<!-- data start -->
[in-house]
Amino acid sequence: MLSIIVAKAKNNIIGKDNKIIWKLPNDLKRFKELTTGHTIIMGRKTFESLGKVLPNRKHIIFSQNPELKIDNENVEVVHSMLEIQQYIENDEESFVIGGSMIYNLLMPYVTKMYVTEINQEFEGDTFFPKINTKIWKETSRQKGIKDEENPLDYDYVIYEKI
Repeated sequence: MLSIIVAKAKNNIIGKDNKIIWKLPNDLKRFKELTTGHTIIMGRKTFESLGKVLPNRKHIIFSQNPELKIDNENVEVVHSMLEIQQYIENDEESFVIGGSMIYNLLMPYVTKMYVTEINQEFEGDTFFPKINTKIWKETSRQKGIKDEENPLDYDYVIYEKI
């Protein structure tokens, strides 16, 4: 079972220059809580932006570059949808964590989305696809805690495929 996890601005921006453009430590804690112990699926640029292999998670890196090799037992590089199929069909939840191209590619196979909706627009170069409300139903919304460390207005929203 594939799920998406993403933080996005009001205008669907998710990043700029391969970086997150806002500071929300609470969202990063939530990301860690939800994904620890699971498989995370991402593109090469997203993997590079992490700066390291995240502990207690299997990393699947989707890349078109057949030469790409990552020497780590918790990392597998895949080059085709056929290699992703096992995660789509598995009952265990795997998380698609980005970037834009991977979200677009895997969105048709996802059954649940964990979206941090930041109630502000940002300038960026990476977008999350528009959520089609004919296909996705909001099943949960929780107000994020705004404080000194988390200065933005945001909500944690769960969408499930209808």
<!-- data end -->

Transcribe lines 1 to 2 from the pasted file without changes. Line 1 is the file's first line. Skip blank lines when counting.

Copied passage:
[in-house]
Amino acid sequence: MLSIIVAKAKNNIIGKDNKIIWKLPNDLKRFKELTTGHTIIMGRKTFESLGKVLPNRKHIIFSQNPELKIDNENVEVVHSMLEIQQYIENDEESFVIGGSMIYNLLMPYVTKMYVTEINQEFEGDTFFPKINTKIWKETSRQKGIKDEENPLDYDYVIYEKI